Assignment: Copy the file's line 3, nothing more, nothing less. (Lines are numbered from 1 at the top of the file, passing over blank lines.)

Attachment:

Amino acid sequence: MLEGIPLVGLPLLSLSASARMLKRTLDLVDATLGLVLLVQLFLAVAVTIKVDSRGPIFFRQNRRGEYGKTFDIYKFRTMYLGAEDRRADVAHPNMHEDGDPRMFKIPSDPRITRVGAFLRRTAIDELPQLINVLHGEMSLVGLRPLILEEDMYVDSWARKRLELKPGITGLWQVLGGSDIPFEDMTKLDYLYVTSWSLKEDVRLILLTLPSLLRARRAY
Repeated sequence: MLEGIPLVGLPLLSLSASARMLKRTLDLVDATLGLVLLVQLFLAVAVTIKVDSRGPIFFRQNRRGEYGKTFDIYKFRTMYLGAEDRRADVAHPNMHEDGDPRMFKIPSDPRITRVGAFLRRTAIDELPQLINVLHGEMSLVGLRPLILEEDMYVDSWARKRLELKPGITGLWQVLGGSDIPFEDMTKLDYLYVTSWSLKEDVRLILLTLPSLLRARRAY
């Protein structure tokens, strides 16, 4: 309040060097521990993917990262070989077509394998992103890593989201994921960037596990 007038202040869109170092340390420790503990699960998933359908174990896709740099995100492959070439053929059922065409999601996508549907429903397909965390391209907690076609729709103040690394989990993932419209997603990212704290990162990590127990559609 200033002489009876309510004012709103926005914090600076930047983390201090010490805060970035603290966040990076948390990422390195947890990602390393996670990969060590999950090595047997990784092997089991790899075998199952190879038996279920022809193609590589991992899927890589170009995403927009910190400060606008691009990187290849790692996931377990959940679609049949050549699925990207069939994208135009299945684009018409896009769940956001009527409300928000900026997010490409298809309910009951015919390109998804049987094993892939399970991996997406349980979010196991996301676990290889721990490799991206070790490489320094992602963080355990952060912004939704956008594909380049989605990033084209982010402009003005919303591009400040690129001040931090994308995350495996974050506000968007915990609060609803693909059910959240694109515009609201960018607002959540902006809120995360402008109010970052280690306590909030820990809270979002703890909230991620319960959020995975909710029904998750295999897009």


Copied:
């Protein structure tokens, strides 16, 4: 309040060097521990993917990262070989077509394998992103890593989201994921960037596990 007038202040869109170092340390420790503990699960998933359908174990896709740099995100492959070439053929059922065409999601996508549907429903397909965390391209907690076609729709103040690394989990993932419209997603990212704290990162990590127990559609 200033002489009876309510004012709103926005914090600076930047983390201090010490805060970035603290966040990076948390990422390195947890990602390393996670990969060590999950090595047997990784092997089991790899075998199952190879038996279920022809193609590589991992899927890589170009995403927009910190400060606008691009990187290849790692996931377990959940679609049949050549699925990207069939994208135009299945684009018409896009769940956001009527409300928000900026997010490409298809309910009951015919390109998804049987094993892939399970991996997406349980979010196991996301676990290889721990490799991206070790490489320094992602963080355990952060912004939704956008594909380049989605990033084209982010402009003005919303591009400040690129001040931090994308995350495996974050506000968007915990609060609803693909059910959240694109515009609201960018607002959540902006809120995360402008109010970052280690306590909030820990809270979002703890909230991620319960959020995975909710029904998750295999897009």